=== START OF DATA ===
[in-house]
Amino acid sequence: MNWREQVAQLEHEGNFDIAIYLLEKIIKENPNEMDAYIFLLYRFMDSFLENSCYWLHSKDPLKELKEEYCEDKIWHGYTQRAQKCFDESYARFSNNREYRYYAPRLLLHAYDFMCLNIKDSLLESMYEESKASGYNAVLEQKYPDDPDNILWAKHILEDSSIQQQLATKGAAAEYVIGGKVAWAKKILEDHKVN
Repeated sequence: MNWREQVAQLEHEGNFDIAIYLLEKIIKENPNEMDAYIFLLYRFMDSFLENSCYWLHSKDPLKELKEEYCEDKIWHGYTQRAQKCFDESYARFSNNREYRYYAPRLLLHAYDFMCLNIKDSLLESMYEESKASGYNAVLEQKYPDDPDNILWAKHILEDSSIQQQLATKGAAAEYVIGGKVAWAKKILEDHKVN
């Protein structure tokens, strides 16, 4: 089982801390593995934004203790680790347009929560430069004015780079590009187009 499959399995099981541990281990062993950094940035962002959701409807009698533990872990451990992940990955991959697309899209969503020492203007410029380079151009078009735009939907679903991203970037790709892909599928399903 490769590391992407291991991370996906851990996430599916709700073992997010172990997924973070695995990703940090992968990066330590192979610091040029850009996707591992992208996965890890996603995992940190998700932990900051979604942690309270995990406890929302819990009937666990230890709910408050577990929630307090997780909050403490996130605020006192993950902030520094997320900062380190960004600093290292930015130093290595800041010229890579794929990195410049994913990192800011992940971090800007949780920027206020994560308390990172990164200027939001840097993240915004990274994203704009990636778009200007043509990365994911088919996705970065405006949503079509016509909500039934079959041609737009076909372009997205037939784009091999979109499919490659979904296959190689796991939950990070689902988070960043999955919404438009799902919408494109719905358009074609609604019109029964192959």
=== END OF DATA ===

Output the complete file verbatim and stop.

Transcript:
[in-house]
Amino acid sequence: MNWREQVAQLEHEGNFDIAIYLLEKIIKENPNEMDAYIFLLYRFMDSFLENSCYWLHSKDPLKELKEEYCEDKIWHGYTQRAQKCFDESYARFSNNREYRYYAPRLLLHAYDFMCLNIKDSLLESMYEESKASGYNAVLEQKYPDDPDNILWAKHILEDSSIQQQLATKGAAAEYVIGGKVAWAKKILEDHKVN
Repeated sequence: MNWREQVAQLEHEGNFDIAIYLLEKIIKENPNEMDAYIFLLYRFMDSFLENSCYWLHSKDPLKELKEEYCEDKIWHGYTQRAQKCFDESYARFSNNREYRYYAPRLLLHAYDFMCLNIKDSLLESMYEESKASGYNAVLEQKYPDDPDNILWAKHILEDSSIQQQLATKGAAAEYVIGGKVAWAKKILEDHKVN
């Protein structure tokens, strides 16, 4: 089982801390593995934004203790680790347009929560430069004015780079590009187009 499959399995099981541990281990062993950094940035962002959701409807009698533990872990451990992940990955991959697309899209969503020492203007410029380079151009078009735009939907679903991203970037790709892909599928399903 490769590391992407291991991370996906851990996430599916709700073992997010172990997924973070695995990703940090992968990066330590192979610091040029850009996707591992992208996965890890996603995992940190998700932990900051979604942690309270995990406890929302819990009937666990230890709910408050577990929630307090997780909050403490996130605020006192993950902030520094997320900062380190960004600093290292930015130093290595800041010229890579794929990195410049994913990192800011992940971090800007949780920027206020994560308390990172990164200027939001840097993240915004990274994203704009990636778009200007043509990365994911088919996705970065405006949503079509016509909500039934079959041609737009076909372009997205037939784009091999979109499919490659979904296959190689796991939950990070689902988070960043999955919404438009799902919408494109719905358009074609609604019109029964192959």